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Paulin's Forcible Touching Bill Passes Assembly

For Immediate Release: March 9, 2010 Contact: Allison Esposito // Work: (914) 723-1115 / Cell: (914) 924-0032//

Assemblywoman Paulin’s Forcible Touching Bill Passes Assembly

Assemblywoman Paulin’s bill (A9938) to expand the definition of “sexual contact” to include the emission of ejaculate by a person upon any part of a victim, has passed the Assembly.

Advocates for victims say these kinds of attacks are a problem on our campuses, subways and trains-- unfortunately anywhere a crowd gathers. There have been instances of these attacks on college campuses--such an incident caused Connecticut to pass similar legislation.

If the bill becomes law, it would change the definition of sexual contact to include ejaculating on others for the purpose of sexual gratification, allowing police to charge offenders under the harsher sexual abuse laws.

Lisa Friel, Chief of the sex crimes unit for the NY District Attorney said there have been instances where serial offenders have been identified by DNA, yet the offender could only be charged with a B misdemeanor crime (public lewdness). Paulin’s bill would change this crime from a B misdemeanor to an A misdemeanor.

This would be the same charge if the perpetrator had exposed himself and had made no physical contact with his victim.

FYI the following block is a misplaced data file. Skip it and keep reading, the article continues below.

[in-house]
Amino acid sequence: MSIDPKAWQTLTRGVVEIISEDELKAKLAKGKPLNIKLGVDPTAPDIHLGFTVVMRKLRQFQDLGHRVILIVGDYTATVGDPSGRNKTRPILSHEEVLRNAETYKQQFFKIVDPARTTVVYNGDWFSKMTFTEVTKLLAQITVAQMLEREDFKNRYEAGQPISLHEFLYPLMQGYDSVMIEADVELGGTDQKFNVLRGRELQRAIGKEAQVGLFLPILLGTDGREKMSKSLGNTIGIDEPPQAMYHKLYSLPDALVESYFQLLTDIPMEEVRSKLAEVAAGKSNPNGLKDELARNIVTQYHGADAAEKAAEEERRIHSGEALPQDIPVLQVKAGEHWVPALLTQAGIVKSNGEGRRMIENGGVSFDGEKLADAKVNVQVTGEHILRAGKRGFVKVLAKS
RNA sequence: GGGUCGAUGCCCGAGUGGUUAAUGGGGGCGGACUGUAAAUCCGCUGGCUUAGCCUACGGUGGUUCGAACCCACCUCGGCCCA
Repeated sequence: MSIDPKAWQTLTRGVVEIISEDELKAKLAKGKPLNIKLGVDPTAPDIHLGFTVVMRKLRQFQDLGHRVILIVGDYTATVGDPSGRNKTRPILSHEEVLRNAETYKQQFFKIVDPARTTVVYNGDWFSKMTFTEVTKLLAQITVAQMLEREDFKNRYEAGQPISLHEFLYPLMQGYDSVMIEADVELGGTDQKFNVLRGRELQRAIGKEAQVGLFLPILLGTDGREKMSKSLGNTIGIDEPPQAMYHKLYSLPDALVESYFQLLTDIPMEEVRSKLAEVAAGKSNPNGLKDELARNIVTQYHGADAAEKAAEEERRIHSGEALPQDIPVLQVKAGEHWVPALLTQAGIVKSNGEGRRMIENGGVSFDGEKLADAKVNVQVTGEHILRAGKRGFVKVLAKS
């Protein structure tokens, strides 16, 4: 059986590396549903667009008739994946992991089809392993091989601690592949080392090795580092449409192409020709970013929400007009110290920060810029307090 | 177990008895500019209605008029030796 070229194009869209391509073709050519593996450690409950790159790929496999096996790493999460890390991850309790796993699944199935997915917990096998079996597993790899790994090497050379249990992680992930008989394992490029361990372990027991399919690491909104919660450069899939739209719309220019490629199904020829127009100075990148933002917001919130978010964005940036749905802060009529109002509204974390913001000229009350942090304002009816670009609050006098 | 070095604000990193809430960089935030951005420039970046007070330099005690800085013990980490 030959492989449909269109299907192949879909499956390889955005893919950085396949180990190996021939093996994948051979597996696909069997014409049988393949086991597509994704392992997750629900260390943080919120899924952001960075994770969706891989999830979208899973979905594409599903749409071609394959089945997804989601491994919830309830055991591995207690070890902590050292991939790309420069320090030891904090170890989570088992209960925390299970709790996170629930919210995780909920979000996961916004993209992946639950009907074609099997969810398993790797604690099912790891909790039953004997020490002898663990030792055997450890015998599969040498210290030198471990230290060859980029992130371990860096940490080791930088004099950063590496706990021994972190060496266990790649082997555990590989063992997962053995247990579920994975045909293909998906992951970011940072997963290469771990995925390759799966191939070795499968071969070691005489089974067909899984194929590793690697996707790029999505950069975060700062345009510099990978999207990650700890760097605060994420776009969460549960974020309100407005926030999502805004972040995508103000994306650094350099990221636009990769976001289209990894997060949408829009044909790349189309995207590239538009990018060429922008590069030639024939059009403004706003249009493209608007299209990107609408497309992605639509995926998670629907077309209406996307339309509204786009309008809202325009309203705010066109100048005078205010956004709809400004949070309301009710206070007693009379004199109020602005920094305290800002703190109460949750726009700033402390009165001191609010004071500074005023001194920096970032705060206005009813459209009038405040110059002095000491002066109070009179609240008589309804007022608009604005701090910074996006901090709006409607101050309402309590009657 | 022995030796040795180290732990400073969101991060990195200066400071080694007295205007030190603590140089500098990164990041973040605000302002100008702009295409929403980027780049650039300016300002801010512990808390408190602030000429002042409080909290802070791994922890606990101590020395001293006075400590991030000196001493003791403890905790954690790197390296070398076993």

"The sex crimes prosecutors in the state applaud Assemblywoman Paulin's efforts to make this incredibly offensive criminal behavior the sex crime that it clearly is,” said Lisa Friel, Chief of the Sex Crimes Unit for the New York District Attorney’s Office.

“Making this behavior a sex crime will allow us to better deal with these offenders and most importantly, protect the public from the repeat offenders.”

Assemblywoman Paulin said it’s important that the punishment fit the crime.

“People who have been attacked in this way endure much of the same trauma that other sexual assault victims sustain,” said Assemblywoman Paulin, “This legislation brings this horrendous act in line with other sexual offenses, therefore extending power to victims to press meaningful charges.”

Seven states already have similar legislation: Colorado; Connecticut; Florida; North Dakota; Oklahoma; Pennsylvania; and Wisconsin.



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